Explore how drugs are defined and assess the different meanings, moralities, and functions of drugs, across different societies and at different times.

    • Drug control and drug harms

      Examine the emergence of international drug control, and the policies and impacts of the US-led 'War on Drugs' in Colombia. Explore understandings of drug harm and risk environments.

    • Local responses to drugs in Myanmar

      Learn about Pat Jasan, an anti-drugs movement in Myanmar, and about how attempts to address the harms caused by drugs can generate new forms of harm.

    • Drugs policy, development policy and peacebuilding: what are the connections?

      Learn new ways to think about the consequences of drug policies, and how they relate to development and peacebuilding.

    • Summarising the week

      As you finish the second week of the course, take some time to consider what you have learned so far.

  • Week 3

    Peacebuilding, violence and conflict

    • Introducing the week

      War to peace transitions are always challenging, but particularly in regions affected by illicit drug economies. Learn how drugs shape the dynamics of (dis)order, and the implications for peacebuilding policies.

    • Peacebuilding, violence and drugs

      Drug economies are often associated with violence. But are illicit drugs always a fuel for conflict? Learn more about the complex relationships between drugs, violence and peacebuilding.

    • The politics of peace in Colombia and resurging violence

      Colombia's sought-after ‘war-to-peace transition’ was messy and contested from the start. Explore how the peace process played out on the ground and its impact on peoples' lives in the borderlands.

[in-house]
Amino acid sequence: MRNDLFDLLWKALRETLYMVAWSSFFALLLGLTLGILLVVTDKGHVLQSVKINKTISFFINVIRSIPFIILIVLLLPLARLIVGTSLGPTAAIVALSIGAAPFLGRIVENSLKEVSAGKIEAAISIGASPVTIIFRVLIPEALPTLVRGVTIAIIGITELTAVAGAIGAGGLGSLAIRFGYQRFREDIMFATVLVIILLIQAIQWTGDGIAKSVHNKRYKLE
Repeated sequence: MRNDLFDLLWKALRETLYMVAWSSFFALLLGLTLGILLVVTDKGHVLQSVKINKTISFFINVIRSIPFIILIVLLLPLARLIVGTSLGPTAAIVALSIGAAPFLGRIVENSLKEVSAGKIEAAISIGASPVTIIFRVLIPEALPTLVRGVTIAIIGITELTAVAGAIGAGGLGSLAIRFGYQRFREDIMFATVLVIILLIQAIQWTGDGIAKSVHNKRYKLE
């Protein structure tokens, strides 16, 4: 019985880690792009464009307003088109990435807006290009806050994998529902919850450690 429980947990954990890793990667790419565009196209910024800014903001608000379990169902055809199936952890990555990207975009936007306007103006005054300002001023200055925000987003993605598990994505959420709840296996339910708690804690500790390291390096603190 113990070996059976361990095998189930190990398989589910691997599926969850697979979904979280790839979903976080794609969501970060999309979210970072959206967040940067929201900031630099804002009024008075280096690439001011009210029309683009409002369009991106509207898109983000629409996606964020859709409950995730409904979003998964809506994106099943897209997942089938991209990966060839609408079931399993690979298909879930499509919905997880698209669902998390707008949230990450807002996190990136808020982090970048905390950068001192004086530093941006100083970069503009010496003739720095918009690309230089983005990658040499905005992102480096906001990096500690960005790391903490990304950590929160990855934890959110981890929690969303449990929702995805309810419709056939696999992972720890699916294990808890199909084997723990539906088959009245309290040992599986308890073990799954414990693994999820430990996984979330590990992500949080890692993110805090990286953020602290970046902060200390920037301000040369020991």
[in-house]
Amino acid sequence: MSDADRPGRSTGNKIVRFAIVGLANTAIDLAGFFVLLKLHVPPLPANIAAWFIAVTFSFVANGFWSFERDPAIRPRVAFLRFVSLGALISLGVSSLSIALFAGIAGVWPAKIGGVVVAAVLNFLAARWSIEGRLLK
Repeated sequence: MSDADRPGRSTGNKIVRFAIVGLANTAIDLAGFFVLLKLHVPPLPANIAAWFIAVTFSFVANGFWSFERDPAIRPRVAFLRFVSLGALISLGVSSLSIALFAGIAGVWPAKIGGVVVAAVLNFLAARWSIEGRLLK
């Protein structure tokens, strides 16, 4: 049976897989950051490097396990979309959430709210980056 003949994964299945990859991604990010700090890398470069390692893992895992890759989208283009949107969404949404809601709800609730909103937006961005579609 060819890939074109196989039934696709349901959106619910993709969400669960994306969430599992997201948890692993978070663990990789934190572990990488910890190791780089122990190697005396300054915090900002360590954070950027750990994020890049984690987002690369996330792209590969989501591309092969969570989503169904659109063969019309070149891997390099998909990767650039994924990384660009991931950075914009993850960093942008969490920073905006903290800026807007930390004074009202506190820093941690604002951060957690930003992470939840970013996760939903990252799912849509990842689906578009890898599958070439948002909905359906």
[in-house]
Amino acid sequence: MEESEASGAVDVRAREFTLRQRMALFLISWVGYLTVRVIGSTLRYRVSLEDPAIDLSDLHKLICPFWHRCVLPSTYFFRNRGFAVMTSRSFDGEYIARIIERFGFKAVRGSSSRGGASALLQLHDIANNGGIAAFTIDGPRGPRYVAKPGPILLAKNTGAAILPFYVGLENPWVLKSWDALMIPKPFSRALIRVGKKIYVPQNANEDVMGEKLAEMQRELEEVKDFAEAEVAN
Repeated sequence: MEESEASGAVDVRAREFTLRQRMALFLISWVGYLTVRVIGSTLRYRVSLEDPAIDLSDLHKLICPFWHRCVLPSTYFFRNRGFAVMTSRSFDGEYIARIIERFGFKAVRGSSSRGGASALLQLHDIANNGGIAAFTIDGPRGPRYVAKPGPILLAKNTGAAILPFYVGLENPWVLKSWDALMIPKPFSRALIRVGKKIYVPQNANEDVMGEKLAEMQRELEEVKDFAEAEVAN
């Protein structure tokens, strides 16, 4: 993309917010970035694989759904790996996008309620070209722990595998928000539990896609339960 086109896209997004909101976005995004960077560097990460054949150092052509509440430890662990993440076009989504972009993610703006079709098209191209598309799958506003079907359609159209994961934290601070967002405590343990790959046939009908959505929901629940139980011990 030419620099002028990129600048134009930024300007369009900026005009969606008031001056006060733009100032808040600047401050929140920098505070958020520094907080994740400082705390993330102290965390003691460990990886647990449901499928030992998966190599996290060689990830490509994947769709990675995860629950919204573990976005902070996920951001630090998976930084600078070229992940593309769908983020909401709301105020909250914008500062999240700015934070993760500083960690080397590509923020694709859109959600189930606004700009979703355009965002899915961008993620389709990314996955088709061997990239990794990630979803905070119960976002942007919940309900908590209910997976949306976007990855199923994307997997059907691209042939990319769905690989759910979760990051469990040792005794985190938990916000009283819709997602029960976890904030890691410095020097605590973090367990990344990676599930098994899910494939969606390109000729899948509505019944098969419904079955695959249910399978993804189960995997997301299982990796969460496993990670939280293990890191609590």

• Less conflict, more drugs: experiences of ‘peace’ in Myanmar

      Ceasefires in Myanmar’s borderlands reduced armed conflict in the 1990s and 2000s but increased the region’s drug trade. Explore the political, economic and social dynamics of Myanmar’s ceasefires to understand why.

    • Returning to the policy trilemma

      Policy makers often assume that tackling drugs and building peace go hand in hand. Let's explore whether this is the case in practice.

    • Summarising the week

      As you finish the third week of the course, take some time to consider what you have learned so far.

  • Week 4

    Development

    • Introducing the week

      Learn about the relationships between illicit drugs and development and study the lessons from alternative development projects in Afghanistan and Colombia.

    • Drugs and sustainable development

      Explore how drug economies interact with processes of development and find out about how 'alternative development' projects have impacted on drugs.

    • Drugs and development in the borderlands

      Learn about the role of borderlands as hubs for illicit economies, but also as centres of rapid change, innovation and development.

    • Case study 1. Afghanistan: drugs, war and development

      Follow drugs from farmers' fields to the border, in southwestern Afghanistan. Explore the interactions between drugs, war and development, as well as efforts to combat drugs through alternative development programmes.

    • Case study 2. Stories from Colombia’s borderlands

      Learn about efforts to address drugs in Colombia through a national drug substitution programme. Explore this programme and the everyday impacts of drug economies in frontier regions through the eyes of social leaders.